Some Southern Baptists to Introduce Resolution Denouncing Critical Race Theory at National Meeting

Racial tensions within the Southern Baptist Convention (SBC) are high ahead of a national meeting next week, with critical race theory, a term used to describe critiques of systemic racism, at the center of internal conflict.

Albert Mohler, president of the Southern Baptist Theological Seminary, and five other SBC seminary presidents, all white, said last year that critical race theory is "incompatible with" the SBC's Scripture-based theology. That stance, along with a lack of Black involvement in its drafting, sparked an outcry beyond SBC academia. Mohler, meanwhile, has doubled down on repudiation of critical race theory.

Mike Stone, a pastor from Blackshear, Georgia, running against Mohler for SBC president this year, has also condemned it. A resolution endorsed by Stone and many of his allies denounces critical race theory as "rooted in Neo-Marxist and postmodern worldviews" and will be proposed at the meeting.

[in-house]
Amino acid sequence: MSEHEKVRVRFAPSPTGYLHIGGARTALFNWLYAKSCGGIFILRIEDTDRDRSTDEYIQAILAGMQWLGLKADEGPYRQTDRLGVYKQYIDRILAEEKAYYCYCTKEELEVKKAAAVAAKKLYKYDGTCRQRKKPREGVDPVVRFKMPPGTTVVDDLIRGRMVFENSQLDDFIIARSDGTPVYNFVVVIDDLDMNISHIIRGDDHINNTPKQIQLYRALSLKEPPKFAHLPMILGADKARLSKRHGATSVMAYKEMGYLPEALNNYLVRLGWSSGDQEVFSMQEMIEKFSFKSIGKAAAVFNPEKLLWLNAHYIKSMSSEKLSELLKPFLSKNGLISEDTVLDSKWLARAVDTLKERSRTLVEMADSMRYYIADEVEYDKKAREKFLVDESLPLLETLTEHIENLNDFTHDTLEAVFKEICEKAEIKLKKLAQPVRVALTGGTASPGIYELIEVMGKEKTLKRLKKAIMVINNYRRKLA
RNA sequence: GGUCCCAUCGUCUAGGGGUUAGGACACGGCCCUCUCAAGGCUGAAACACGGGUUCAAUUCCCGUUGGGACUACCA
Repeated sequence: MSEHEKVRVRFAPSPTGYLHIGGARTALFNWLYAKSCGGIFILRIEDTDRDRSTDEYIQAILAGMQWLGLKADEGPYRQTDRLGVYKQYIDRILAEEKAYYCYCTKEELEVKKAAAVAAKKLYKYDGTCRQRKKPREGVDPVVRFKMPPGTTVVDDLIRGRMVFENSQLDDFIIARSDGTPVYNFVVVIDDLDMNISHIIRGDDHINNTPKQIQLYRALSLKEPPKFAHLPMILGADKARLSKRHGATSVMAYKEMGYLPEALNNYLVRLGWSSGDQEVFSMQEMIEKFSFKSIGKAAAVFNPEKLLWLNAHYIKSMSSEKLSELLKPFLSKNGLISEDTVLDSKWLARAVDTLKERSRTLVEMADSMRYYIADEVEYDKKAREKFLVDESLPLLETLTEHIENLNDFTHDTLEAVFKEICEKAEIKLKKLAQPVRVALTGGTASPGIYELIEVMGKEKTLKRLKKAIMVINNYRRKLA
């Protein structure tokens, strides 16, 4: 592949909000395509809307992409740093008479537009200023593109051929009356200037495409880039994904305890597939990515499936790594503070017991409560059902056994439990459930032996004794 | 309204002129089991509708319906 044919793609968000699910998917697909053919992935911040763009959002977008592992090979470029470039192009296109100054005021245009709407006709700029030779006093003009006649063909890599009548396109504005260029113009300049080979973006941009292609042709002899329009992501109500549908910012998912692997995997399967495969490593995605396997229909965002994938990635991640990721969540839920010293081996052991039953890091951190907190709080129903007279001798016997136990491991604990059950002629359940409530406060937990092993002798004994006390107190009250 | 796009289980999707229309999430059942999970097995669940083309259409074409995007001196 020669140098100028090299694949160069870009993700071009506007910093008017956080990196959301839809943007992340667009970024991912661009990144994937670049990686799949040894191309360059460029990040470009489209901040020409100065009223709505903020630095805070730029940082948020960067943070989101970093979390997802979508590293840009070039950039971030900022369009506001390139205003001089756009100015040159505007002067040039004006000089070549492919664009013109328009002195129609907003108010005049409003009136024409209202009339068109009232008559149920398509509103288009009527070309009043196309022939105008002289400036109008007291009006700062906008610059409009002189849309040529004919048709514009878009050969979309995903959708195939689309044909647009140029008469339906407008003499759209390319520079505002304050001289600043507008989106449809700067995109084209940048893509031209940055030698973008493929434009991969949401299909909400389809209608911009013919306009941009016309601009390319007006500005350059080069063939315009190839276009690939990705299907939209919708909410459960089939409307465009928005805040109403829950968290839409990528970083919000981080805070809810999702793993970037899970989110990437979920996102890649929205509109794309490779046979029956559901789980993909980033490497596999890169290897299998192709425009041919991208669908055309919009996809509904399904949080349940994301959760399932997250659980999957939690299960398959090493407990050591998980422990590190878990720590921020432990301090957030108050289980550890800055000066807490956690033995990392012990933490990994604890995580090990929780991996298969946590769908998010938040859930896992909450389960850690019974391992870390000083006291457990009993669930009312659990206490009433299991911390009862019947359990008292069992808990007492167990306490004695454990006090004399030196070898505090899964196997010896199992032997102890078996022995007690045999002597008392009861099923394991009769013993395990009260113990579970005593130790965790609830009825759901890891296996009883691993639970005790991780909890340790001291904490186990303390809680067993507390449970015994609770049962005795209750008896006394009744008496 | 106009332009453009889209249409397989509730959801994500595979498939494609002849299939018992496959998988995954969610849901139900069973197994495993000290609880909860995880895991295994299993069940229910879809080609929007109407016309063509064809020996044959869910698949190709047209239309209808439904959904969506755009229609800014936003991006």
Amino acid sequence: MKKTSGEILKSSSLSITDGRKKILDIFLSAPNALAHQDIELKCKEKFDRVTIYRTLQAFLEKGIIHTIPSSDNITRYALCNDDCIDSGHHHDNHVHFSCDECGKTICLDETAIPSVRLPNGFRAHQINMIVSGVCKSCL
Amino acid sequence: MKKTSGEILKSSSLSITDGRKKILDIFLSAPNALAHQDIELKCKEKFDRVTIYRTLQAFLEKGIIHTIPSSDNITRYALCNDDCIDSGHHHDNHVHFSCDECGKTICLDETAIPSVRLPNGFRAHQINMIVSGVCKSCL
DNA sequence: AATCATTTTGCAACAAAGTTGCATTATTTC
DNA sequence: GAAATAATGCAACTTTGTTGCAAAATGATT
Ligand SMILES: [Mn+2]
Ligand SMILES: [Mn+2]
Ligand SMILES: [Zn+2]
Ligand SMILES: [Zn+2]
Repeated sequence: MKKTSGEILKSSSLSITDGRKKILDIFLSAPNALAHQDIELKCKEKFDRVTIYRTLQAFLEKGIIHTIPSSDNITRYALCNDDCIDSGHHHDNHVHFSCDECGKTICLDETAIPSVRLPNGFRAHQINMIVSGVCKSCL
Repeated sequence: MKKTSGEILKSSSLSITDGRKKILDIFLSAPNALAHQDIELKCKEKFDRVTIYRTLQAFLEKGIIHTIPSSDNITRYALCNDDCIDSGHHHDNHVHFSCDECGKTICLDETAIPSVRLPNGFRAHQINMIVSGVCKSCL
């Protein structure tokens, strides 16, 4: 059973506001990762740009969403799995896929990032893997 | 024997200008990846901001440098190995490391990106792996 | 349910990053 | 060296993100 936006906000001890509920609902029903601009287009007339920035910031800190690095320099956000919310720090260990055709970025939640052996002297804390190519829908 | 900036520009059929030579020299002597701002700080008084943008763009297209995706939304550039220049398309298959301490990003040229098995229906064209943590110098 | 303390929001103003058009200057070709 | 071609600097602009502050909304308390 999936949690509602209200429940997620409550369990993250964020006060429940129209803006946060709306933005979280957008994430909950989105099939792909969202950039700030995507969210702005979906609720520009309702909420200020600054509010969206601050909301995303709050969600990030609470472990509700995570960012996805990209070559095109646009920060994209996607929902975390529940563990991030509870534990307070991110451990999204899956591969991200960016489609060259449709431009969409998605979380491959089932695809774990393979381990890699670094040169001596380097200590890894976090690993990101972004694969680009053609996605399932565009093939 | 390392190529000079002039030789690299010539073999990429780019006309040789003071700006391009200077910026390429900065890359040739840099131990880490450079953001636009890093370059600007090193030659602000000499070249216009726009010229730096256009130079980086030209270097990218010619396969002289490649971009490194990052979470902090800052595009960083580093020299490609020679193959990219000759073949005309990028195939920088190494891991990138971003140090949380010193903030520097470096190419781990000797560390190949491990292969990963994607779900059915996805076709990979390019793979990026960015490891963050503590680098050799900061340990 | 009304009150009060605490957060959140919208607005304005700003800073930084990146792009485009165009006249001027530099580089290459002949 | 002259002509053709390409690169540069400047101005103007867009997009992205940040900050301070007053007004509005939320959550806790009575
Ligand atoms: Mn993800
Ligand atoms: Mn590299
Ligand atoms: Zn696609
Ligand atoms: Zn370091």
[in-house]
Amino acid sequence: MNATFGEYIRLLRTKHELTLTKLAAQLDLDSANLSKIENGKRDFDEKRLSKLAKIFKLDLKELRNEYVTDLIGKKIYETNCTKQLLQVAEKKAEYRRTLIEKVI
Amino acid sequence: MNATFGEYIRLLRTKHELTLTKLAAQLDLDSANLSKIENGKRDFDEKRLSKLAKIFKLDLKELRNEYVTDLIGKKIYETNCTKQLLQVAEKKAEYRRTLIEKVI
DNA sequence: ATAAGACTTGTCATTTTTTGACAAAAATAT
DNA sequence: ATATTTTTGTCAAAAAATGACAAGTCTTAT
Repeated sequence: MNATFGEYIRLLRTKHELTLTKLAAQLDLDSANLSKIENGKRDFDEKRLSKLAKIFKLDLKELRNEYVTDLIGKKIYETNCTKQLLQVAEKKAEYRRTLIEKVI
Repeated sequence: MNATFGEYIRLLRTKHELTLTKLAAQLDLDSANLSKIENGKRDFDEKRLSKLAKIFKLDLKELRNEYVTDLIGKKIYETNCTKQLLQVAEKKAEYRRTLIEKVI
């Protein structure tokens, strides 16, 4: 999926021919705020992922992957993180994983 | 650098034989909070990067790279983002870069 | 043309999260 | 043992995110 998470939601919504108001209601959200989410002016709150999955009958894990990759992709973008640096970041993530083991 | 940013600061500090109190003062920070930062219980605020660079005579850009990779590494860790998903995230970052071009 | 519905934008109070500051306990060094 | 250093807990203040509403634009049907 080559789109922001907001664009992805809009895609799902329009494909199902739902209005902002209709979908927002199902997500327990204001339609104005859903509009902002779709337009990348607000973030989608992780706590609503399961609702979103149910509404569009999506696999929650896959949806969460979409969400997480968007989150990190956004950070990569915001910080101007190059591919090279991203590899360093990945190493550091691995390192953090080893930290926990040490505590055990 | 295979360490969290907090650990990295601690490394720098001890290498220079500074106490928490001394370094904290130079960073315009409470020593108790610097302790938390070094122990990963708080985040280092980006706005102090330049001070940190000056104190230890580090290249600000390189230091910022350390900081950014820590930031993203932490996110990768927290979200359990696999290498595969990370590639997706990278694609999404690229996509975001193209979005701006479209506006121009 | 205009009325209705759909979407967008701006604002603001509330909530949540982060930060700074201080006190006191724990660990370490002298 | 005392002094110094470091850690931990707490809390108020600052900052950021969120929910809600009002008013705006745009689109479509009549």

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SBC
The Reverend Charles Elliot leads a sermon for churchgoers and protesters observing Dr. Martin Luther King Jr. Day at King Solomon Missionary Baptist Church in Louisville, Kentucky, on January 18. Jon Cherry/Getty Images

Stone's allies also will seek to rescind a 2019 resolution suggesting that critical race theory could be useful as an analytical tool.

The election of a new SBC president and debate over the concept of systemic racism may prove pivotal for some Black pastors as they decide whether to stay in the denomination or leave.

Depending on the outcome at the meeting in Nashville, the exodus could swell—or subside. Many Black pastors are comfortable with the SBC's conservative theology and grateful for financial support but do not want it to wade into conservative national politics or distance itself from the quest for racial justice.

The Reverend Nate Bishop of Forest Baptist Church near Louisville, Kentucky, said some members of his Black congregation want to leave the SBC while others want to stay, and he intends to assess the "tenor and tone" of deliberations in Nashville to guide his decisions.

"There's a bigger question going on—will there even be an SBC in the next five, 10, 15 years?" Bishop said. "There's going to be a move away from this national organization. The only way forward is going to be if we reject the fear-mongering that's being projected day after day."